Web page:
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Theories of

Cognitive Development
How Children Develop (3rd ed.)

Siegler, DeLoache & Eisenberg

Chapter 4
What is a theory?
for
describing a related set of natural or social
phenomena.

It originates from and is supported by


experimental evidence

It must be

Theories deal with much broader sets of


universals than do hypotheses
Why developmental theories?

1. Provide a framework for


understanding important
phenomena
2. Raise crucial questions about
human nature
3. Motivate new research
studies that lead to a better
understanding of children
Why not just one theory?
Child development is a complex and varied
process: no single theory accounts for all of it
Theories of cognitive and social development, focus on
different capabilities
What is cognition?

Cognition refers to all activity, processes, and products of the


mind.
1. Memory,
2. Categorization
3. Problem solving
4. Creativity, dreaming
5. Language

Important issues in cognitive development:


1. Stage-like versus continuous development
2. Nature and nurture
3. Domain general versus domain specific
Questions Addressed by Theories
of Cognitive Development
Piaget's Theory of
Cognitive
Development
History
Before appearance in
1920s, no
recognizable field of

Photo Researchers/ Getty Images


cognitive development

Reasons for longevity


Descriptions of
children's thinking at
different ages Piaget is seen here interviewing a
Exceptional breadth child to learn about his thinking.
Plausible depiction
nature and nurture in
cognitive development
A Constructivist Approach
Jean Piagets theory remains the
standard against which all other theories
are judged
Often labeled constructivist
because it depicts children as
constructing knowledge for
themselves

Children are seen as


Active
Learning many important lessons on
their own
Intrinsically motivated to learn
Generating hypotheses, performing
experiments, drawing conclusions
Primary Research Methods

Naturalistic Observation / Clinical Interview

Piagets observed own children during infancy

Older children in real situations (e.g., playing games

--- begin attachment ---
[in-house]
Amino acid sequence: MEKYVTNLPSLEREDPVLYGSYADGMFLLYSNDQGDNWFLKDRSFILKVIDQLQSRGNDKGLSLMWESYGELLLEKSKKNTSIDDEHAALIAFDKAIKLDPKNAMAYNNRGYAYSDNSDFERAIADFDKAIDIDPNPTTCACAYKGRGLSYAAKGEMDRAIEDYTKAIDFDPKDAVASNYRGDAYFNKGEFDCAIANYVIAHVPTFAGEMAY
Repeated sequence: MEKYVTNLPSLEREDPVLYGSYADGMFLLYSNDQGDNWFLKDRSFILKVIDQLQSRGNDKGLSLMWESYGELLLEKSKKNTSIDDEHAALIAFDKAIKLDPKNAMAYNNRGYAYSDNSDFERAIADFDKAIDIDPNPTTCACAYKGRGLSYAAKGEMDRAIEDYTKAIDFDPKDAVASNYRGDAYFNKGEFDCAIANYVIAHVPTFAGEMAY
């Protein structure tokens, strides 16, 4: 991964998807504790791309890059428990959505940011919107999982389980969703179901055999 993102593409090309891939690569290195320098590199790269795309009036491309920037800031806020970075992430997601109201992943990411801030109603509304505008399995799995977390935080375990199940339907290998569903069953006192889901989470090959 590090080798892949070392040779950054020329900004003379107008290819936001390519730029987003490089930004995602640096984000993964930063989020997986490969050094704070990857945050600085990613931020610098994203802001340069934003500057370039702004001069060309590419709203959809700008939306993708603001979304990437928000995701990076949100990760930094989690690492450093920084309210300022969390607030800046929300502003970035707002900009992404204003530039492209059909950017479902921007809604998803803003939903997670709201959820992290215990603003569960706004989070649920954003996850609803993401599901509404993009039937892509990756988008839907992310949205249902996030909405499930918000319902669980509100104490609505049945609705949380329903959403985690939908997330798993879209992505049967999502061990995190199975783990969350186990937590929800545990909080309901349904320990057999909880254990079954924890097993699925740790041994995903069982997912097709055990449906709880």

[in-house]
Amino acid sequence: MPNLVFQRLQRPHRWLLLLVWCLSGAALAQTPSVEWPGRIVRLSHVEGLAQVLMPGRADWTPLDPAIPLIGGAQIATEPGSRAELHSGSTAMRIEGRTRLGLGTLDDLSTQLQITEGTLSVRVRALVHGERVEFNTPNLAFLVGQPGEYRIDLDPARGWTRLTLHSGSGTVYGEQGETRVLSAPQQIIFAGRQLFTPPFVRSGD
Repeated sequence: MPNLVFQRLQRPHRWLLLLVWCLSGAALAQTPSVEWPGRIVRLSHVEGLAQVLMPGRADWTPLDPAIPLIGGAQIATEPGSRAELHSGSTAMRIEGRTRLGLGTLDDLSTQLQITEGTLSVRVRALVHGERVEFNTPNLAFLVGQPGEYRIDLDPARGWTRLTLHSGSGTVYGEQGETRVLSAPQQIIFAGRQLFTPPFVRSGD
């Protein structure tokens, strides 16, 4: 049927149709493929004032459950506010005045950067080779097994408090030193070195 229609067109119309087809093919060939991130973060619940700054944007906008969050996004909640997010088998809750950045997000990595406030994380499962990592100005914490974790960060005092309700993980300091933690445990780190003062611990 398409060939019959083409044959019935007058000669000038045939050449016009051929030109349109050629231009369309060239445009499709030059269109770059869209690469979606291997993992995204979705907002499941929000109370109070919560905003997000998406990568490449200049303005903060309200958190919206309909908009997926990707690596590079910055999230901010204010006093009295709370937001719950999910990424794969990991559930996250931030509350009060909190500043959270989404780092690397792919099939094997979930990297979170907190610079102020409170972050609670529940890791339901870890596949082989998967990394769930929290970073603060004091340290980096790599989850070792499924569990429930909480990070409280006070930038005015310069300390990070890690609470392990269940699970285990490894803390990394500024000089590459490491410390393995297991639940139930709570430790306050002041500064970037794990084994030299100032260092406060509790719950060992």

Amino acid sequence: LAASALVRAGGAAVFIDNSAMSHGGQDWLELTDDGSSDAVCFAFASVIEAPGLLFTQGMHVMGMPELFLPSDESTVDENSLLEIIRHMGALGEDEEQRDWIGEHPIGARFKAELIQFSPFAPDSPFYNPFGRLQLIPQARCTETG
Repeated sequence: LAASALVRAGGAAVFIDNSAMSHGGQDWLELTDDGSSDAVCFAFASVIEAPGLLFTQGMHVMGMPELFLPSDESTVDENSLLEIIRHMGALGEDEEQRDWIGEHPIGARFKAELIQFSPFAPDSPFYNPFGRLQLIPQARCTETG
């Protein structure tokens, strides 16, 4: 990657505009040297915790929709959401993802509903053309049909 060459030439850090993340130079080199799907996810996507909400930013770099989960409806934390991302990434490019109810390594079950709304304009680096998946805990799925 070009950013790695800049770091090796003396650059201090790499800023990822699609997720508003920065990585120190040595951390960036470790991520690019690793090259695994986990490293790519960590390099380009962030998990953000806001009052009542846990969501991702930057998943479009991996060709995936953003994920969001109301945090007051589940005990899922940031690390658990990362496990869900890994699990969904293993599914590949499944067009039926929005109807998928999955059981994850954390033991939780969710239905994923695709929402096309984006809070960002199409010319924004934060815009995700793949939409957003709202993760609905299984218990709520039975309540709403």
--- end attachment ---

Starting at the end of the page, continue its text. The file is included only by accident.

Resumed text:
outside)

Pros? Cons?
Piaget's Theory: Central
Developmental Issues
Nature and Nurture
Nature and nurture interact to yield cognitive
development.
Adaptation: Tendency to respond to the
demands of the environment to meet one's
goals
Organization: Tendency to integrate
particular observations into coherent
knowledge
Sources of Continuity
Three processes work together from birth
to propel development forward
Assimilation: The process by which
people translate incoming
information into a form they can
understand
Accommodation: The process by
which people adapt current
knowledge structures in response to
new experiences
Equilibration: The process by which
people balance assimilation and
accommodation to create stable
understanding
Discontinuities

The discontinuous aspects of Piagets theory are


distinct, hierarchical stages
Central properties of Piagets stage theory:
Qualitative change
Broad applicability across topics and contexts
Brief transitions
Invariant sequence
Hypothesized that children progress through four
stages of cognitive development, each building on
the previous one
Stages
Concrete Formal
Sensorimotor Preoperational
operational operational

12 years
Birth2 years 27 years 712 years
onward

Understands
Understands Understands
Understands world
world world
world through
through through
through hypothetical
language and logical
senses and thinking and
mental thinking and
actions scientific
images categories
reasoning
Sensorimotor Stage (Birth2 years)
Substage 1 (birth1 month)
Modify reflexes
Centered on own body

Substage 2 (14 months)


Organize reflexes
Integrate actions

Substage 3 (48 months)


Repetition of actions resulting in pleasurable or
interesting results
No Object Permanence
Toast permanence

?
Substage 4 (812 months)
Begin searching for hidden objects
Fragile mental representations
A-Not-B Error

Substage 5 (1218 months)


Active exploration of potential use of objects

Substage 6 (1824 months)


Enduring mental representations
Make-believe play: pretend to eat, sleep, drive car.
Deferred Imitation
The Eyes Have It!
This toddler's techniques
for applying eye makeup
may not exactly mirror
those he has seen his